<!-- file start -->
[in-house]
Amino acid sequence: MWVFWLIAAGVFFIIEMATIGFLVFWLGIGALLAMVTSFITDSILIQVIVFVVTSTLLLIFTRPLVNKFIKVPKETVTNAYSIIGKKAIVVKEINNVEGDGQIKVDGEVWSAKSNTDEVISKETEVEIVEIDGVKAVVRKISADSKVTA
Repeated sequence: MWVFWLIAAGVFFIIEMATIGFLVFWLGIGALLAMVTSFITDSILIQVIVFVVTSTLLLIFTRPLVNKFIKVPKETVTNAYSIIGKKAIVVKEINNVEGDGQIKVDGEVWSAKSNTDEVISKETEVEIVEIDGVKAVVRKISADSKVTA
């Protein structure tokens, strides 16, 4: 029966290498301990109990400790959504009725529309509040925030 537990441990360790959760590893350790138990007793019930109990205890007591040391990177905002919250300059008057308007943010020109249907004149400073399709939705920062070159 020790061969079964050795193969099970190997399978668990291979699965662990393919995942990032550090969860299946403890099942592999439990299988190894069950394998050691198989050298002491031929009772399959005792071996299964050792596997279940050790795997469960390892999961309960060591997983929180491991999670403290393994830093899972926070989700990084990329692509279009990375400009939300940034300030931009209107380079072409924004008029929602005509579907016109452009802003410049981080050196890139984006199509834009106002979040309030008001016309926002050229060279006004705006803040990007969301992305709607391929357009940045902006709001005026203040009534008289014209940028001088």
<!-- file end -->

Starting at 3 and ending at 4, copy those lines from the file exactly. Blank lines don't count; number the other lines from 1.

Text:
Repeated sequence: MWVFWLIAAGVFFIIEMATIGFLVFWLGIGALLAMVTSFITDSILIQVIVFVVTSTLLLIFTRPLVNKFIKVPKETVTNAYSIIGKKAIVVKEINNVEGDGQIKVDGEVWSAKSNTDEVISKETEVEIVEIDGVKAVVRKISADSKVTA
């Protein structure tokens, strides 16, 4: 029966290498301990109990400790959504009725529309509040925030 537990441990360790959760590893350790138990007793019930109990205890007591040391990177905002919250300059008057308007943010020109249907004149400073399709939705920062070159 020790061969079964050795193969099970190997399978668990291979699965662990393919995942990032550090969860299946403890099942592999439990299988190894069950394998050691198989050298002491031929009772399959005792071996299964050792596997279940050790795997469960390892999961309960060591997983929180491991999670403290393994830093899972926070989700990084990329692509279009990375400009939300940034300030931009209107380079072409924004008029929602005509579907016109452009802003410049981080050196890139984006199509834009106002979040309030008001016309926002050229060279006004705006803040990007969301992305709607391929357009940045902006709001005026203040009534008289014209940028001088």